Various Tesla book cover images

Nikola Tesla Books

Books written by or about Nikola Tesla

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IX. This photograph illustrates again the extra coil with streamers and sparks from a pointed wire placed towards the camera. The wire or terminal was turned slightly downwards to cause the streamers or sparks to go more downward, as there was a considerable danger in this experiment of inflaming the roof of the building by the discharge taking an upward course. The streamers, when made to issue from a point as in this instance, are namely very long and in fact it was found impossible to work the apparatus to its full capacity in this account. The excitation of the “extra coil” system was pushed as far as could be done without great risk. The longest streamers reached the side of the building and even the corners sometimes. One of them reached the photographer Mr. Alley in the corner of the building, while another one struck me as I was operating the switch in another corner. They were so feeble at that distance, however, that they did not cause any injury or pain. Another one struck the camera but, as subsequently found, did not spoil the plate. These streamers were about the longest produceable in the present building, with the roof closed, measuring from 31 - 32 feet in a straight line from origin to end. Taking into account the curiously curved path the length was probably more than twice this, so that taking the discharge from tip to tip of these longest streamers, the actual path of the discharge through the air was from, say, 124 - 128 feet! If the building would permit I think that with the present apparatus, by putting about two to three times the copper in the oscillator a discharge extending through approximately twice this distance would be obtained, and by overcoming some defects of the present type of oscillator a further gain of about 50% could still be effected, so that I can certainly expect to reach, measured in this way, a length from 372 to 384 feet from end to end. In an industrial plant


it seems to me advisable to push the pressure still further and the difficulties in this respect do not seem to me now to be very great. In the present photograph certain features before commented upon are even better shown than in the preceding plates. For instance, the high luminosity on the bottom where a spark strikes the floor, the “splashing” of the discharge, the branching out and the interruption of a streamer are all well shown. But the most curious feature is the appearance of “fire balls”. As already noted in a previous instance a streamer even when not as strong as these here described, will show sometimes one or more points of greater luminosity than the rest. On a plate an effect of this kind may be produced by a streamer suddenly bending or turning, but the actual appearance of these luminous spots or points is unmistakable. In the instance here described the streamers were very powerful and the spots when they appeared were about an inch or possibly more in diameter, actual “fire balls” as they appeared to the eye. Now what is the cause of their formation? I attribute them to the presence of some material in the air at that particular spot which is of such a nature that when heated it increases the luminosity. It is possible that sodium is concerned in the production of the phenomenon. But the luminous “ball” must be extremely short lived as it does not impress itself upon the plate sufficiently despite its high luminosity. One can barely note a small luminous patch on the streamer, the impression of the central portion of the “ball”. It is not improbable that the evolution of the “fire ball” may be connected with a process akin to explosion or sudden volatilization. Again, in this instance the same kind of plate was used and the vibration of the extra coil was but slightly quicker than normal.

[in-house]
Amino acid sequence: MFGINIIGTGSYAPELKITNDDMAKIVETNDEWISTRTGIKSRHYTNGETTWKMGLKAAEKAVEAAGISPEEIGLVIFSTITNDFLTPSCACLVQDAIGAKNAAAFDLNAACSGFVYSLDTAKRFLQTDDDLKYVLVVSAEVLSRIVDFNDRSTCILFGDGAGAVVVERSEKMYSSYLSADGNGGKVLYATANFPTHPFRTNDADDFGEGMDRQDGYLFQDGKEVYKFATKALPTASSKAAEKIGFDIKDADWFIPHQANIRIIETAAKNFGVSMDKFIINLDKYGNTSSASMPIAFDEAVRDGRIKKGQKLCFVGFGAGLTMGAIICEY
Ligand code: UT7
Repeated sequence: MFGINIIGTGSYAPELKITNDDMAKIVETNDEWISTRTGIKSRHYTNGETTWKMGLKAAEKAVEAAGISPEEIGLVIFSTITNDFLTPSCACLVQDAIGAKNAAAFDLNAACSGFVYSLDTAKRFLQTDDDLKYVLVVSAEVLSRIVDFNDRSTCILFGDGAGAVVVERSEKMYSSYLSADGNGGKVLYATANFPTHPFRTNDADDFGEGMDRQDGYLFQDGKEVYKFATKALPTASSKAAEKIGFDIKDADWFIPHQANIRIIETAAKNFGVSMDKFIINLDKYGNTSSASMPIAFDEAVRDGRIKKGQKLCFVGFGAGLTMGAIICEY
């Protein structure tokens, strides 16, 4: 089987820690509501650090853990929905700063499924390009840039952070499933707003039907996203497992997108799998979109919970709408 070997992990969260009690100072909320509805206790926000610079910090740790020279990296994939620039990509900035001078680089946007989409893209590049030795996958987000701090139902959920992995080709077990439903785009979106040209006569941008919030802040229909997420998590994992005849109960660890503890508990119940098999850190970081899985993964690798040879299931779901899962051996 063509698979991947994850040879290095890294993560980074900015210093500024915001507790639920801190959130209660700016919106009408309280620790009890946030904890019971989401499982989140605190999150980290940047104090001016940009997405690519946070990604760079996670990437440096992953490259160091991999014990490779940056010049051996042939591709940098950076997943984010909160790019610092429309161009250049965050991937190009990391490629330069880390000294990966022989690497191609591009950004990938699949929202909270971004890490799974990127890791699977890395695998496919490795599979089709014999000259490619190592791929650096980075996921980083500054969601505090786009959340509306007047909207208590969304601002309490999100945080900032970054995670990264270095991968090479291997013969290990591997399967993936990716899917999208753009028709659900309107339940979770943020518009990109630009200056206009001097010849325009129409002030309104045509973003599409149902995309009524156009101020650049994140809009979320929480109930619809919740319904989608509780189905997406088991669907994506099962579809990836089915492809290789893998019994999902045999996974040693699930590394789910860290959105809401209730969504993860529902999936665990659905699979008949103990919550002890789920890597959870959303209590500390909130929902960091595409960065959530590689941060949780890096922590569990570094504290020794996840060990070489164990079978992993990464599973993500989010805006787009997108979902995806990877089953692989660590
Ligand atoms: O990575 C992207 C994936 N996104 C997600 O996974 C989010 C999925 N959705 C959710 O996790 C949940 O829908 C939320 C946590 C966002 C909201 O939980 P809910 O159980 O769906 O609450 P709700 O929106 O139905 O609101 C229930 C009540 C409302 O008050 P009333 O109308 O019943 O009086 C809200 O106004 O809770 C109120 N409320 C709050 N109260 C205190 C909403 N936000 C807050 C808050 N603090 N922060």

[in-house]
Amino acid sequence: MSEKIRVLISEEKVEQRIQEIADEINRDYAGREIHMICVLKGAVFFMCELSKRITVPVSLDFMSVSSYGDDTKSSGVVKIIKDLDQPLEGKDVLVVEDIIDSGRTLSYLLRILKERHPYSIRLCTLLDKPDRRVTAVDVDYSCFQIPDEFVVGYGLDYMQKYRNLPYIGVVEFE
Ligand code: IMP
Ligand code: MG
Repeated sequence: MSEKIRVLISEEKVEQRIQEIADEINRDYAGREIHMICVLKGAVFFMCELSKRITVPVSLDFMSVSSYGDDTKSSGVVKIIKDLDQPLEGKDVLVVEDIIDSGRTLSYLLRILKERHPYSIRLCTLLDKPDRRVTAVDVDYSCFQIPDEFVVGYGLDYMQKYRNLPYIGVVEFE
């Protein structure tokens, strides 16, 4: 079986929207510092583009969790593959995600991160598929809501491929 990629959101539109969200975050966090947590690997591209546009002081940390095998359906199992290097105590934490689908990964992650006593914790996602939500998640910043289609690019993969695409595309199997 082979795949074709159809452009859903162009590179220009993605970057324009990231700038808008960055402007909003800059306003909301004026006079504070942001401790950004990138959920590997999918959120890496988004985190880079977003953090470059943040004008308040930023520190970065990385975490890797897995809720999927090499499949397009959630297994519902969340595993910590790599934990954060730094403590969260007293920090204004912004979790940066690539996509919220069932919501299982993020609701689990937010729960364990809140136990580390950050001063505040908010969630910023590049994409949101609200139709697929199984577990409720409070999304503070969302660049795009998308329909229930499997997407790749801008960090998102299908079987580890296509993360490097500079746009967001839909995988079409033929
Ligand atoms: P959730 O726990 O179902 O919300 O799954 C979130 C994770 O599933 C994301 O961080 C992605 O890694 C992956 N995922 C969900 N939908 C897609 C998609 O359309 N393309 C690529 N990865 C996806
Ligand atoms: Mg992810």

In plates VII, VIII and IX one hundred closures of the switch were made.

Phot. IX. “Extra coil” with streamers and sparks from a pointed wire placed towards the camera.


Lowercase tau - an irrational constant defined as the ratio of the circumference of a circle to its radius, equal to the radian measure of a full turn; approximately 6.283185307 (equal to 2π, or twice the value of π).
A natural rubber material obtained from Palaquium trees, native to South-east Asia. Gutta-percha made possible practical submarine telegraph cables because it was both waterproof and resistant to seawater as well as being thermoplastic. Gutta-percha's use as an electrical insulator was first suggested by Michael Faraday.
The Habirshaw Electric Cable Company, founded in 1886 by William M. Habirshaw in New York City, New York.
The Brown & Sharpe (B & S) Gauge, also known as the American Wire Gauge (AWG), is the American standard for making/ordering metal sheet and wire sizes.
A traditional general-purpose dry cell battery. Invented by the French engineer Georges Leclanché in 1866.
Refers to Manitou Springs, a small town just six miles west of Colorado Springs, and during Tesla's time there, producer of world-renown bottled water from its natural springs.
A French mineral water bottler.
Lowercase delta letter - used to denote: A change in the value of a variable in calculus. A functional derivative in functional calculus. An auxiliary function in calculus, used to rigorously define the limit or continuity of a given function.
America's oldest existing independent manufacturer of wire and cable, founded in 1878.
Lowercase lambda letter which, in physics and engineering, normally represents wavelength.
The lowercase omega letter, which represents angular velocity in physics.